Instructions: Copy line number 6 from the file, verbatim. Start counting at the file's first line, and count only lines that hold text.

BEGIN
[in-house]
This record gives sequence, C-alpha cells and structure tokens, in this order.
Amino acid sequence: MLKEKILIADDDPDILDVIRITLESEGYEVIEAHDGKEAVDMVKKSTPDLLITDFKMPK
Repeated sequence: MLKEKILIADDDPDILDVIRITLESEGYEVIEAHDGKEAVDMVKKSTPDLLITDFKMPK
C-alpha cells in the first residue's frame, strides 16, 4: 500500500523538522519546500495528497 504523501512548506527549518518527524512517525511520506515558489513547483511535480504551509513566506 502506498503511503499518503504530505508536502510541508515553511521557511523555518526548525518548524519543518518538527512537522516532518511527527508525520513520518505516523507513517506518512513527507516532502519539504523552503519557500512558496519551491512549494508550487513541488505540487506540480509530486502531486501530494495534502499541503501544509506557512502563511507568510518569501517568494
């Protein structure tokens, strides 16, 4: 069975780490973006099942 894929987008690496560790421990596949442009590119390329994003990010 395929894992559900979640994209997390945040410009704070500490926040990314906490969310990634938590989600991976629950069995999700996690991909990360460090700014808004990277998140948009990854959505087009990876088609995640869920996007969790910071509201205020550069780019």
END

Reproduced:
């Protein structure tokens, strides 16, 4: 069975780490973006099942 894929987008690496560790421990596949442009590119390329994003990010 395929894992559900979640994209997390945040410009704070500490926040990314906490969310990634938590989600991976629950069995999700996690991909990360460090700014808004990277998140948009990854959505087009990876088609995640869920996007969790910071509201205020550069780019």